The community reached its peak in the early 20th Century. Family of the first arrivals soon followed when they found out that Cork, and Ireland in general, was tolerant, even friendly, towards the Jews. The community first prayed in a small room in Eastville before renting a room in Marlboro Street, and finally building the present synagogue at 10, South Terrace.

A Jewish cemetery – Beit Olam in Hebrew – was acquired at Curraghkippane, on the outskirts of the cities, and some Jewish victims of the Lusitania disaster (a ship that sank in 1912 off the Old Head of Kinsale, Cork) are buried there.

At its peak of about 450-500 congregants, the community was very active.
Before the decline in numbers, there were two football clubs, a table tennis clubs, a debating club, a branch of the Bnei Akiva, as well as, of course, an officiating ‘Reverend’, a butcher, a doctor and a Chevre Kedushsa (burial society).

By 1939 the community had reached its peak. The sons and the grandsons of the peddlers and vicklemen had qualified as professionals in University College Cork and wanted to leave for a place with greater Jewish life and professional opportunities.

At present there are only two families left, as well as a scattering of Jews in the surrounding country, as well as transient visitors and businessmen who may come to pray at the shul.

Because of the decline in numbers, services are now only conducted every fourth Friday night, and during the High Holidays. Even during the High Holidays extras, in the form of Chabad-Lubavitch trainee Rabbis, have to be ‘imported’ from the U.K. to make a Jewish religious quorum (a ‘minyan’).

The Cork synagoguge and the Jewish congregation have been featured in a number of online articles, some or all of which may be of interest if you are looking to know more about Jewish life in Cork.

Go > to > Sourcehttp://www.corkhebrewcongregation.com/history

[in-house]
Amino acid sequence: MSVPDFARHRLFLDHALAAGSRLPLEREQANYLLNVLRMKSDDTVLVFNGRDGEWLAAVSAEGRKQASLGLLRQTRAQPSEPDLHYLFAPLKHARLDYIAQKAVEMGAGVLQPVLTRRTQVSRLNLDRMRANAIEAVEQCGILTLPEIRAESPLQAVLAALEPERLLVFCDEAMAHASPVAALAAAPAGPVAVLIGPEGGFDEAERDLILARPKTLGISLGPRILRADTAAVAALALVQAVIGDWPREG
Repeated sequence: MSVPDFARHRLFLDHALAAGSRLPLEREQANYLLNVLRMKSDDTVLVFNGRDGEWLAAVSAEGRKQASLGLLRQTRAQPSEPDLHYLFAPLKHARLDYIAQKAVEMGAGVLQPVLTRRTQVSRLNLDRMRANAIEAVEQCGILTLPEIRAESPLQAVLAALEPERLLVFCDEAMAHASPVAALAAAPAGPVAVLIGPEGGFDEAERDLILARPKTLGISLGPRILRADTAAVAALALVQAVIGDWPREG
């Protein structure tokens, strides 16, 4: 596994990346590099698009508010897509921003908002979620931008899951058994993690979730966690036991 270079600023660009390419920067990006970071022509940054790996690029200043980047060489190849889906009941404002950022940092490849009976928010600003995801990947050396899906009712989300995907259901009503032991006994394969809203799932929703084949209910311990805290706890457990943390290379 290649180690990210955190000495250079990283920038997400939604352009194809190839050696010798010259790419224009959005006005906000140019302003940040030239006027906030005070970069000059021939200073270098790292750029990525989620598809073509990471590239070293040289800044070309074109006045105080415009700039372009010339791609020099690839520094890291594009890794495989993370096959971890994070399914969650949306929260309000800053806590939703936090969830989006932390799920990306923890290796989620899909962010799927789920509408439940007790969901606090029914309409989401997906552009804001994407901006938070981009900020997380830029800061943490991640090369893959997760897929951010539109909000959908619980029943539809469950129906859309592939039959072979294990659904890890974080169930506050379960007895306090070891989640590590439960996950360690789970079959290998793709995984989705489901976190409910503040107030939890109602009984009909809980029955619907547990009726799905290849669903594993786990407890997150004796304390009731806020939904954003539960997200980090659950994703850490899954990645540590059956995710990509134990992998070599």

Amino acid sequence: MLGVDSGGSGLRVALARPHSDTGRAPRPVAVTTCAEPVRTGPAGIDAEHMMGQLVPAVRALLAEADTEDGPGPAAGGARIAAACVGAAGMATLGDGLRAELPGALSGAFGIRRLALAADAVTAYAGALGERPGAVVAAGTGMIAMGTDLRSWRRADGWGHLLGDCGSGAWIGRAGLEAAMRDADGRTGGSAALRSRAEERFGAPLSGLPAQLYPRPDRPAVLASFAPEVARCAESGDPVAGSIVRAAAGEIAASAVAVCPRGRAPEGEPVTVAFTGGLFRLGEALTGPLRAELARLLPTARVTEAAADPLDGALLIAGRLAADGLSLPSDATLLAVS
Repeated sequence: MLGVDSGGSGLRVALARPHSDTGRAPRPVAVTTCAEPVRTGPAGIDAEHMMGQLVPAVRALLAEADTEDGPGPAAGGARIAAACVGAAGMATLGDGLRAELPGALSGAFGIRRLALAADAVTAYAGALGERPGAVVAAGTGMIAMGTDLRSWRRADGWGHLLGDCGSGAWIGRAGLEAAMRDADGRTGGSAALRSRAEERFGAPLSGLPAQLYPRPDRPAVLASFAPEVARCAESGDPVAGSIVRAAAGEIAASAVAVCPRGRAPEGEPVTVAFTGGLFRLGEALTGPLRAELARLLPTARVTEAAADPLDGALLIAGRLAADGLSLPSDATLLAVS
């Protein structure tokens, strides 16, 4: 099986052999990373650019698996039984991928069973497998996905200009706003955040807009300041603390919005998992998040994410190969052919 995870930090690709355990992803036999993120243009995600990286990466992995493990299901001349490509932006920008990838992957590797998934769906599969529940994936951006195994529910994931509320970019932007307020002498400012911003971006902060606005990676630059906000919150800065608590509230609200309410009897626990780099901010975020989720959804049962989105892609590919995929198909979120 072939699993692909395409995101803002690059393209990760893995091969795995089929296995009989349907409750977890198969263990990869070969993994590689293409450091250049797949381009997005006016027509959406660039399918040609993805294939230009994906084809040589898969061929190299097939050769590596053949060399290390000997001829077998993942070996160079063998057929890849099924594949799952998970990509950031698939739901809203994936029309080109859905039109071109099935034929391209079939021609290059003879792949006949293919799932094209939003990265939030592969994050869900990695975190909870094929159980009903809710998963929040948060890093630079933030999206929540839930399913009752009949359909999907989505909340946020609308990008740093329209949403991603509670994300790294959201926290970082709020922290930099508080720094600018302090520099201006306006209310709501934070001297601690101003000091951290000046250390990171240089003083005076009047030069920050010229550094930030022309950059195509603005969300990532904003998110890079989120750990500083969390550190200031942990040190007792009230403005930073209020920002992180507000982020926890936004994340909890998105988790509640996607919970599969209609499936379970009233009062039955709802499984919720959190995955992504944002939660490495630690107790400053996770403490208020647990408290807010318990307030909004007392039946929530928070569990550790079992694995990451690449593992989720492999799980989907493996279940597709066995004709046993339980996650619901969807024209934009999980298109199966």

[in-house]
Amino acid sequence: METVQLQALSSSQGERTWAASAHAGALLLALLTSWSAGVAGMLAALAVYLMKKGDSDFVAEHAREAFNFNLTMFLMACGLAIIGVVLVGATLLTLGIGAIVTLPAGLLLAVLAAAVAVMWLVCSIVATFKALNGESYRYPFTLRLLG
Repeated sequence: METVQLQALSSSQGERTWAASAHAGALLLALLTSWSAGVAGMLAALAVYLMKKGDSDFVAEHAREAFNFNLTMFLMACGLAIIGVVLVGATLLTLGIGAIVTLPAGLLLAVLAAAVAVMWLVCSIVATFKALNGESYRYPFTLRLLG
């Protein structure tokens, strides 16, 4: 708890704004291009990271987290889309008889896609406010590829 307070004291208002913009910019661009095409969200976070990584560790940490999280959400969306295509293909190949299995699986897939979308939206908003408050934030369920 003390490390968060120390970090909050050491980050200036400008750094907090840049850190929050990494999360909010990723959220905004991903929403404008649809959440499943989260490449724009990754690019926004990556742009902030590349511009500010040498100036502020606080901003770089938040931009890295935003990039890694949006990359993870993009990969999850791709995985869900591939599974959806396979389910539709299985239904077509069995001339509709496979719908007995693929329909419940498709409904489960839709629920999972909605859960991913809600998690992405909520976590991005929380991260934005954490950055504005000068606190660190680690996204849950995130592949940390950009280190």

Cork’s Jewish Community — Small in Size, Grand in Spirit (Marlena Thompson)

Gerald Goldberg (Wikipedia)

Cork Festival of Jewish Culture (Held in UCC, 2008)

Kosherme.net Entry

Folklore CD Series: Fred Rosehill

Cork’s Oldest Jew Reflect’s In Sadness [Article, Irish Times]

Vibrant Jewish Community in Irish City of Cork has Dwindled Away [Article, Seattle Times]

Reference: http://en.wikipedia.org/wiki/Hebrews

Resources

Zmanim (halachic prayer times) for Cork.

Latest kosher product list (2012-2013) 

Google Maps listing

Websites

Irish Jewish Genealogical Society

Irish Jewish Museum

Articles, Media

A Place in Time, Ep. 5

History of the Jews in Ireland (Wikipedia)

Cork’s Jewish Community — Small in Size, Grand in Spirit (Marlena Thompson)

Gerald Goldberg (Wikipedia)

Cork Festival of Jewish Culture (Held in UCC, 2008)

Kosherme.net Entry

Folklore CD Series: Fred Rosehill

Cork’s Oldest Jew Reflect’s In Sadness [Article, Irish Times]

Vibrant Jewish Community in Irish City of Cork has Dwindled Away [Article, Seattle Times]

Jeroen Meus maakt een stoofpotje van ‘bavette’ en witbier

RECEPT De ‘bavette’ of rundervang, door de slager ook wel eens de ‘lap’ genaamd, is een bijzonder smakelijk en budgetvriendelijk stuk rundvlees, dat ideaal is voor stoofpotjes. Het wat grove vlees geeft zijn smaken langzaam af, en wordt in een paar uur tijd botermals – ideaal voor een dagje ‘slow cooking’ in de buitenlucht. Ik laat het smoren in een stevig blond bier.

Jeroen Meus © Verne.

Hoofdgerecht voor 4 personen:

– 800 g rundvlees (‘bavette’)
– 1 dikke ui
– 1 dikke wortel
– 3 rapen
– stam prei (wit)
– 5 stengels selder
– 8 kleine aardappelen (vastkokend)
– 3 teentjes look
– 2 takjes verse tijm
– 3 blaadjes laurier
– 2 flesjes blond kwaliteitsbier (bv. Tripel Karmeliet)
– 1l blanke kalfsfond (of kippenfond)
– paar takjes platte peterselie
– paar takjes kervel
– peper van de molen
– zout

Bereidingstijd:
20 minuten (+ 5 uur gaartijd)

Bereidingswijze:
Begin minstens 5 uur op voorhand. Steek het houtvuur aan.

Smelt een klont boter in een ruime ovenvaste stoofpot. Snij het vlees in grove stukken en kleur het goudbruin.

Pel de ui, schil de wortel en de rapen, snij in grove stukken en bak ze mee aan. Snij de groenten vooral niet in te kleine stukken, anders zijn ze veel te snel gaar en worden ze papperig.

Was de selder en het wit van de prei, snij in grote stukken en voeg toe.

Was de aardappeltjes en voeg ze ongeschild toe, samen met de gekneusde look, de tijm en de laurier. Roer om en laat enkele minuten stoven. Giet er het bier en de kalfsfond bij, kruid met peper van de molen en zout.

Sluit de pot af met een vel aluminiumfolie en zet er dan het deksel op. Laat zo’n 5 uur garen en controleer regelmatig of het vlees nog niet gaar is.